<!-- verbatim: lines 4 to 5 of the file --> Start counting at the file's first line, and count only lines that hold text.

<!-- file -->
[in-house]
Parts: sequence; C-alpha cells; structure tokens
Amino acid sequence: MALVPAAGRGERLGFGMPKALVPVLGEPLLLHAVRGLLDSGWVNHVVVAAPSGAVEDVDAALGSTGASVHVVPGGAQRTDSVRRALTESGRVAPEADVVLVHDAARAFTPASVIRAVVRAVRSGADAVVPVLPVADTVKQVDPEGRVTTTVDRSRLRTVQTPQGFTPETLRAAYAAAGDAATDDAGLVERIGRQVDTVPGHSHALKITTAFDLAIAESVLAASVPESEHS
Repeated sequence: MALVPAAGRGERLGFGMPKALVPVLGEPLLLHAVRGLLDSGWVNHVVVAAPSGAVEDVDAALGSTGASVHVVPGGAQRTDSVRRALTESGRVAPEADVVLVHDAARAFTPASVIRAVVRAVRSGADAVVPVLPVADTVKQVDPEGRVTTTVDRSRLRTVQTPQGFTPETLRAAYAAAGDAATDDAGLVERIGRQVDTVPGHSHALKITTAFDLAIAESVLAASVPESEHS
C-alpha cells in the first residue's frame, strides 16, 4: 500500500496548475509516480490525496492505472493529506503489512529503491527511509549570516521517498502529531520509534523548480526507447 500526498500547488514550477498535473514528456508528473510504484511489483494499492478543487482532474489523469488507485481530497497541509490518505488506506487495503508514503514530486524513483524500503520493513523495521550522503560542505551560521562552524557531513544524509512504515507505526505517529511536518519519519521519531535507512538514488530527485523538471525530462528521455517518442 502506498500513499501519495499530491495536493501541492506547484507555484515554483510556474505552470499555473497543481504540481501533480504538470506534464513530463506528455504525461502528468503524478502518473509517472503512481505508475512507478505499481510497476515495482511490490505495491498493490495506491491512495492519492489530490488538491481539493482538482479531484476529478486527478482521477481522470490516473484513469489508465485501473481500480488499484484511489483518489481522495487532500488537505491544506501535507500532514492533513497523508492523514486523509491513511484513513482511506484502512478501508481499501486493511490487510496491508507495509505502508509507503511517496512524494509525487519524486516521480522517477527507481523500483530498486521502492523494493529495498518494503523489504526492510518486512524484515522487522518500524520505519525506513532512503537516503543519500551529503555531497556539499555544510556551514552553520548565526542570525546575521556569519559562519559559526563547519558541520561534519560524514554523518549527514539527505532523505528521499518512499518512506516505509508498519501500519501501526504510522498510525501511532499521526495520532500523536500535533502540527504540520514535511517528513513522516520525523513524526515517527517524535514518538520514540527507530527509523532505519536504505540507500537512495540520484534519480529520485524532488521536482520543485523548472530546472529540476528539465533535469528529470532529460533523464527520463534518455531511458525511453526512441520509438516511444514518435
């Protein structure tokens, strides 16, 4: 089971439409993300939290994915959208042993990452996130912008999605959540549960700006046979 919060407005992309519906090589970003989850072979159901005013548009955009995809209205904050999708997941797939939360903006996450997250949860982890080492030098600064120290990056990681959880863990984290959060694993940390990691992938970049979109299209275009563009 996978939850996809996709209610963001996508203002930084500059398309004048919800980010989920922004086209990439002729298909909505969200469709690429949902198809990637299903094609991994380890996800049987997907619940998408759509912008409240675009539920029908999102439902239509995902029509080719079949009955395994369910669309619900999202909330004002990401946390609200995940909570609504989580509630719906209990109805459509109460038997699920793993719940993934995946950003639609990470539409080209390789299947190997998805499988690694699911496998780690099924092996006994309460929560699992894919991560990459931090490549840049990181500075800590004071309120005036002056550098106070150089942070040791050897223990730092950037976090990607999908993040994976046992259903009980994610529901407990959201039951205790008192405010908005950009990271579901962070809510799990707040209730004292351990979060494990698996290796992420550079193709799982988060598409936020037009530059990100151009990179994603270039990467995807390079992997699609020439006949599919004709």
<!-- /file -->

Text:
Repeated sequence: MALVPAAGRGERLGFGMPKALVPVLGEPLLLHAVRGLLDSGWVNHVVVAAPSGAVEDVDAALGSTGASVHVVPGGAQRTDSVRRALTESGRVAPEADVVLVHDAARAFTPASVIRAVVRAVRSGADAVVPVLPVADTVKQVDPEGRVTTTVDRSRLRTVQTPQGFTPETLRAAYAAAGDAATDDAGLVERIGRQVDTVPGHSHALKITTAFDLAIAESVLAASVPESEHS
C-alpha cells in the first residue's frame, strides 16, 4: 500500500496548475509516480490525496492505472493529506503489512529503491527511509549570516521517498502529531520509534523548480526507447 500526498500547488514550477498535473514528456508528473510504484511489483494499492478543487482532474489523469488507485481530497497541509490518505488506506487495503508514503514530486524513483524500503520493513523495521550522503560542505551560521562552524557531513544524509512504515507505526505517529511536518519519519521519531535507512538514488530527485523538471525530462528521455517518442 502506498500513499501519495499530491495536493501541492506547484507555484515554483510556474505552470499555473497543481504540481501533480504538470506534464513530463506528455504525461502528468503524478502518473509517472503512481505508475512507478505499481510497476515495482511490490505495491498493490495506491491512495492519492489530490488538491481539493482538482479531484476529478486527478482521477481522470490516473484513469489508465485501473481500480488499484484511489483518489481522495487532500488537505491544506501535507500532514492533513497523508492523514486523509491513511484513513482511506484502512478501508481499501486493511490487510496491508507495509505502508509507503511517496512524494509525487519524486516521480522517477527507481523500483530498486521502492523494493529495498518494503523489504526492510518486512524484515522487522518500524520505519525506513532512503537516503543519500551529503555531497556539499555544510556551514552553520548565526542570525546575521556569519559562519559559526563547519558541520561534519560524514554523518549527514539527505532523505528521499518512499518512506516505509508498519501500519501501526504510522498510525501511532499521526495520532500523536500535533502540527504540520514535511517528513513522516520525523513524526515517527517524535514518538520514540527507530527509523532505519536504505540507500537512495540520484534519480529520485524532488521536482520543485523548472530546472529540476528539465533535469528529470532529460533523464527520463534518455531511458525511453526512441520509438516511444514518435